Pilate Sentences Jesus to Death
“[The Jews] cried out, ‘Away with [Jesus], away with him, crucify him!’ Pilate said to them, ‘Shall I crucify your King?’ The chief priests answered, ‘We have no king but Caesar.’ So he delivered him over to them to be crucified” (vv. 15–16a).- John 19:12–16a
Had Pontius Pilate been a man of integrity with the courage to act on his convictions, he never would have sentenced Jesus to death. After all, he clearly did not believe that Jesus was guilty of either sedition against the Roman Empire or blasphemy against the God of Israel. We see evidence of this in his repeated attempts to get the Jewish religious leaders to call for him to release Jesus. Pilate stressed again and again that he found no guilt in Jesus. The Roman governor even offered the Jewish authorities a choice between Jesus and Barabbas, a man with a known criminal past (John 18:28–19:11; see Luke 23:18–19).
But Pilate was not a man of integrity or of justice. He was more concerned with preserving his own position than with preserving the life of an innocent man. As we see in today’s passage, Pilate finally stopped trying to get the Jewish leaders to call for Jesus’ release when they told him that he would be no friend of Caesar if he were to free Jesus (John 19:12). This charge to Pilate was baldly political. The Jewish leaders knew Pilate feared such a charge’s making its way to Rome, for Tiberius Caesar, the emperor at the time, would be quick to remove from office anyone thought not to be on his side. Furthermore, the Jews themselves had no real concern for who was Caesar’s friend, since they hated their Roman overlords. They feigned interest in Pilate’s relationship to the emperor to force Pilate to appease them.
Pilate did what the Jewish authorities wanted him to do and finally sentenced Jesus to be crucified (v. 16a). However, he did not do so without taunting the Jews one last time. Commentators see in Pilate’s final presentation of Jesus to the Jews and his exclamations “Behold your King!” and “Shall I crucify your King?” (vv. 14–15) as the governor’s hurling one final insult at them. In effect, Pilate was reminding the Jewish leaders of their own impotence. The bloodied, seemingly powerless man standing before them, Christ Jesus, was the only king they would get. In Pilate’s mind, they could do no better regarding their political aspirations than a “ruler” destined to die. And yet, we can see the irony in this. For while Pilate thought little of Jesus and the Jewish leaders rejected Him as their king, we know that the One who stood before them was God incarnate, the true Sovereign over all, who was orchestrating events in order to bring about the salvation of the world (1:1–18; 3:16).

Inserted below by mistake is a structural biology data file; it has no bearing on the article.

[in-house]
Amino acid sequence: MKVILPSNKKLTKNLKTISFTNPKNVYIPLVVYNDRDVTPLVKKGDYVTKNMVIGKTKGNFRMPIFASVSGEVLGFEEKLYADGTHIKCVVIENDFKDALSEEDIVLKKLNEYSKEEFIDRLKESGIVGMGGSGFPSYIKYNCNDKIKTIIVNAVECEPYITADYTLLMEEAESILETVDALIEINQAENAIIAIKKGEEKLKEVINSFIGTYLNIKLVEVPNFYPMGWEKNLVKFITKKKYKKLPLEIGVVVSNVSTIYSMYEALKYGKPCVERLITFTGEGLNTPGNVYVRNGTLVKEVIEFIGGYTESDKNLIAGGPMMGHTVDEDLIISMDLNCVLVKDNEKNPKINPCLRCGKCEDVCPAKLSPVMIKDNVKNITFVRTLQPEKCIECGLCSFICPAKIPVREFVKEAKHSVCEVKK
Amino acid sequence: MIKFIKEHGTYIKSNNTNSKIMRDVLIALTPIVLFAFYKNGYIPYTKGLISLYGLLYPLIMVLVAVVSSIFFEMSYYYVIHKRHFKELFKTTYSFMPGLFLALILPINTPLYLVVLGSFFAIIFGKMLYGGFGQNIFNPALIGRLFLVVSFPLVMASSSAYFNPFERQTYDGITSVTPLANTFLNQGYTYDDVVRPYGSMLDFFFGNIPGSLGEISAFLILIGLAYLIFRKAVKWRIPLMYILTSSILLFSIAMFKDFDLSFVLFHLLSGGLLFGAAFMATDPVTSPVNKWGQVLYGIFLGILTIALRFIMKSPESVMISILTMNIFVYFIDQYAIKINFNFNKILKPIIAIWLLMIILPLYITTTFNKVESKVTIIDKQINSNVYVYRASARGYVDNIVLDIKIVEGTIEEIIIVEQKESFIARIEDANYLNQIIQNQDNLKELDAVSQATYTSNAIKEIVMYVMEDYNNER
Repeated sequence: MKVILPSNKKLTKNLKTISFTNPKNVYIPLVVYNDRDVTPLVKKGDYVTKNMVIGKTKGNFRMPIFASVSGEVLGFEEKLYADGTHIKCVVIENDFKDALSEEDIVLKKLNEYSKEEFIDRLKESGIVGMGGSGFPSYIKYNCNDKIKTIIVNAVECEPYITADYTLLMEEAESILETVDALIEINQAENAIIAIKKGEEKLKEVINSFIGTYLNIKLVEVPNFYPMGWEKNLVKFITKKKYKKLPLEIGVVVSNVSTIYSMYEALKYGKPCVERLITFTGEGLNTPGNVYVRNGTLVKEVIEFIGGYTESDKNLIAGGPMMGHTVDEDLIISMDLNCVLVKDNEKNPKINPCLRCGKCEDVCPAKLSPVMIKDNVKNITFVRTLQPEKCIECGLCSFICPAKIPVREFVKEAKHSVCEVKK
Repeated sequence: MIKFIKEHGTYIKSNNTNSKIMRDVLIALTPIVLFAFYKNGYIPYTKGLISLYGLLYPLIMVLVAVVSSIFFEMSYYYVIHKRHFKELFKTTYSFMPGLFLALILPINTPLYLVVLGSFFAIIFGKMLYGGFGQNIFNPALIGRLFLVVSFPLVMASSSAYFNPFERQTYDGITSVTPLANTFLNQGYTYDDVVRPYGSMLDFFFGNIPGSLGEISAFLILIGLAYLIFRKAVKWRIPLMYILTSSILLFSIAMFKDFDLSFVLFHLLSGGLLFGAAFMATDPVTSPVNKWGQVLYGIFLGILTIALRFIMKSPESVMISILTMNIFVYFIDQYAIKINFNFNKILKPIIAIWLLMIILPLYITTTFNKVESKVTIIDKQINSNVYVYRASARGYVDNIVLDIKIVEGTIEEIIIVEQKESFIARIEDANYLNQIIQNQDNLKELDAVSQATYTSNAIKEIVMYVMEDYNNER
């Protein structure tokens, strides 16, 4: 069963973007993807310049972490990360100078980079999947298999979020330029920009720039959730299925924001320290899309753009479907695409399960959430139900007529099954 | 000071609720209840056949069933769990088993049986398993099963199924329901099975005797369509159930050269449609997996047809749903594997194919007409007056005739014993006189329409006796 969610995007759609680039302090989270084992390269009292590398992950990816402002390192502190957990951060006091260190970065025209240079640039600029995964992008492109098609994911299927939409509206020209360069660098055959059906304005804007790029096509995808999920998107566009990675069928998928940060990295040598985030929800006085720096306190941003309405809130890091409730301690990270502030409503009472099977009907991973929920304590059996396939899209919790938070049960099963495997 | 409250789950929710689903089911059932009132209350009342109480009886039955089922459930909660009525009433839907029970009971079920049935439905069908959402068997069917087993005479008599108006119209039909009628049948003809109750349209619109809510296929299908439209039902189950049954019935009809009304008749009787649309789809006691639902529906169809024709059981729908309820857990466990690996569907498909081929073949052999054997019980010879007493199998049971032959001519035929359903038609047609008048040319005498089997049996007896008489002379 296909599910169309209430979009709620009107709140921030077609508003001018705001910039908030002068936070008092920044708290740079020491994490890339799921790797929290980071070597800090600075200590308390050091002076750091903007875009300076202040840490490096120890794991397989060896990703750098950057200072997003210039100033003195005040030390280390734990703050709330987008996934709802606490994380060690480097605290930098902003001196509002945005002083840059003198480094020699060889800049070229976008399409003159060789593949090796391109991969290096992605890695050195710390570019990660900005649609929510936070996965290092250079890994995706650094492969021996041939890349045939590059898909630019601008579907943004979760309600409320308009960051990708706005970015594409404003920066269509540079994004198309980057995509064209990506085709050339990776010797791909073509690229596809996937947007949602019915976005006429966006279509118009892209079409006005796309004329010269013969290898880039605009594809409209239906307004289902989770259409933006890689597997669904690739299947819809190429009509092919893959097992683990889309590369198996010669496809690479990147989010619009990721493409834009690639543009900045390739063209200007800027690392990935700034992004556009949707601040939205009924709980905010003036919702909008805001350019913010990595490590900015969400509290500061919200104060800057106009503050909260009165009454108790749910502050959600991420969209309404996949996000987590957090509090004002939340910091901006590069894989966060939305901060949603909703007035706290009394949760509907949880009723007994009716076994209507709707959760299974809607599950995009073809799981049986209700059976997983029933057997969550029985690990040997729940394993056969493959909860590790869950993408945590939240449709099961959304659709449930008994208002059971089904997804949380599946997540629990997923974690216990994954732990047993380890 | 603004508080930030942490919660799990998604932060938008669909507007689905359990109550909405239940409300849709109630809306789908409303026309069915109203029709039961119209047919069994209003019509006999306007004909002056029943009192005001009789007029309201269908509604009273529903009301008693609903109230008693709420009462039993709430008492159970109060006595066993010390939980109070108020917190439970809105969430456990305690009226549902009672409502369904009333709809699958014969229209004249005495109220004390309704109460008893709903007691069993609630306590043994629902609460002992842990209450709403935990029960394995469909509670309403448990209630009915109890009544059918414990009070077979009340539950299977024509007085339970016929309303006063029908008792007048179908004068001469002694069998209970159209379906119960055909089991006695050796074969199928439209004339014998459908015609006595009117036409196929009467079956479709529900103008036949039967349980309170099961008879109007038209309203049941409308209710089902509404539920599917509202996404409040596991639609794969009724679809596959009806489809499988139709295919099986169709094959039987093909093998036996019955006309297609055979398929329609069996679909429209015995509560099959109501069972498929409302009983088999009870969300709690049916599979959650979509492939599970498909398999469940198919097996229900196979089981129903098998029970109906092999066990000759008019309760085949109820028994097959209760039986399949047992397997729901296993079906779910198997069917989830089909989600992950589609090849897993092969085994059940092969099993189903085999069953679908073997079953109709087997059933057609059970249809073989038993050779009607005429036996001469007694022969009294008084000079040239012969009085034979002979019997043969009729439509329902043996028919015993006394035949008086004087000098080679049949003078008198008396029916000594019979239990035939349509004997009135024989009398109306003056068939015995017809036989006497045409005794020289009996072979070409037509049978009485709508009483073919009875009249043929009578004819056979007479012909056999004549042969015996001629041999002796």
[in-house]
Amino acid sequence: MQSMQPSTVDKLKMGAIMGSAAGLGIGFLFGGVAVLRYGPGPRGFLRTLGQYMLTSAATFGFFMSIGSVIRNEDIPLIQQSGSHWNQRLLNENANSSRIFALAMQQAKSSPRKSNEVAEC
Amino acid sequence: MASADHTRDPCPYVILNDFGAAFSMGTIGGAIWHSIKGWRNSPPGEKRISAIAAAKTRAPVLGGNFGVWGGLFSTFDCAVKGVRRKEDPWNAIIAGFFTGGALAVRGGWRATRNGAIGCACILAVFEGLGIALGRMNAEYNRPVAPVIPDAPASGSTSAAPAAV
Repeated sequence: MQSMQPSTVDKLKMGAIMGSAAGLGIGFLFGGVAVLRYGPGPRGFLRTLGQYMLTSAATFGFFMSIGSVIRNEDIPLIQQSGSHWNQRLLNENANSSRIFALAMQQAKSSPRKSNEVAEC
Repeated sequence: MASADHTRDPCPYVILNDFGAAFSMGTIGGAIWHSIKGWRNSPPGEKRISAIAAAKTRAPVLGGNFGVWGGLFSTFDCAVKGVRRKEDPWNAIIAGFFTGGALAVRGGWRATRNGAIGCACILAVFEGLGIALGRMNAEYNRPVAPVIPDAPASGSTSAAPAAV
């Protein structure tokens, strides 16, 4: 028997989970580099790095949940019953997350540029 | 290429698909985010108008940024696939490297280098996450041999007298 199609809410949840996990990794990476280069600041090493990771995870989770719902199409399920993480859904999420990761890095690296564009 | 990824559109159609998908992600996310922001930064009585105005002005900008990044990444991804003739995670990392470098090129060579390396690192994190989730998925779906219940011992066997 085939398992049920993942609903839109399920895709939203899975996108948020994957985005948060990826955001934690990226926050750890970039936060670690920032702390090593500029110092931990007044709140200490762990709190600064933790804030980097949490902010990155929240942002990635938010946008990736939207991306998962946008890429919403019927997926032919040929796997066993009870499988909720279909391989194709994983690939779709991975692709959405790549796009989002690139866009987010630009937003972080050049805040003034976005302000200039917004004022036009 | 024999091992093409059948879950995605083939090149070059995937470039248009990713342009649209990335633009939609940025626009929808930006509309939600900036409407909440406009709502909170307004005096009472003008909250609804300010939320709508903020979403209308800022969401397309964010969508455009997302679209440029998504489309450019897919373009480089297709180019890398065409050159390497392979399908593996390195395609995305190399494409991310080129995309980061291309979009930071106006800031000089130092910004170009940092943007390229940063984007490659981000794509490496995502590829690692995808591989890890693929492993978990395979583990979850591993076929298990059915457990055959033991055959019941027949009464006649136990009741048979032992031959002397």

The crucifixion of Jesus is the supreme example that God is working in all things for the good of His people (Rom. 8:28). The crucifixion of Jesus was the most heinous evil ever done in the history of mankind, and yet God brought the greatest goods possible out of it—our salvation and the proclamation of His glory. We can therefore trust that He is working in the most awful of circumstances for our good.
Passages for Further Study